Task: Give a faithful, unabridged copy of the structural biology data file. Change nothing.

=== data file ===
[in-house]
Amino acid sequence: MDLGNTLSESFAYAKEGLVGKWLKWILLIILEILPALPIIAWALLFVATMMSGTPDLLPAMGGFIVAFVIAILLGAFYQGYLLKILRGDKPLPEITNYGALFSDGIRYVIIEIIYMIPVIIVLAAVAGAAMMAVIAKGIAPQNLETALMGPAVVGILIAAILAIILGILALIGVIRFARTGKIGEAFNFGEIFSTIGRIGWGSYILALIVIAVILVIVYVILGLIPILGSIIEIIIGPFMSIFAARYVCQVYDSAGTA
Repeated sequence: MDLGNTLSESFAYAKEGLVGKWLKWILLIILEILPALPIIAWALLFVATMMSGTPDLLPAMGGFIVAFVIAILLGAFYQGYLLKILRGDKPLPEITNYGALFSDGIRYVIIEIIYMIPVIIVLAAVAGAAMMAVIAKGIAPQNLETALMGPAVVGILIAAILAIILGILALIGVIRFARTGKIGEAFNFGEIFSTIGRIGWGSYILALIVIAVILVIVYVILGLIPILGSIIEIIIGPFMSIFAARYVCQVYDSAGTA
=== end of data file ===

[in-house]
Amino acid sequence: MDLGNTLSESFAYAKEGLVGKWLKWILLIILEILPALPIIAWALLFVATMMSGTPDLLPAMGGFIVAFVIAILLGAFYQGYLLKILRGDKPLPEITNYGALFSDGIRYVIIEIIYMIPVIIVLAAVAGAAMMAVIAKGIAPQNLETALMGPAVVGILIAAILAIILGILALIGVIRFARTGKIGEAFNFGEIFSTIGRIGWGSYILALIVIAVILVIVYVILGLIPILGSIIEIIIGPFMSIFAARYVCQVYDSAGTA
Repeated sequence: MDLGNTLSESFAYAKEGLVGKWLKWILLIILEILPALPIIAWALLFVATMMSGTPDLLPAMGGFIVAFVIAILLGAFYQGYLLKILRGDKPLPEITNYGALFSDGIRYVIIEIIYMIPVIIVLAAVAGAAMMAVIAKGIAPQNLETALMGPAVVGILIAAILAIILGILALIGVIRFARTGKIGEAFNFGEIFSTIGRIGWGSYILALIVIAVILVIVYVILGLIPILGSIIEIIIGPFMSIFAARYVCQVYDSAGTA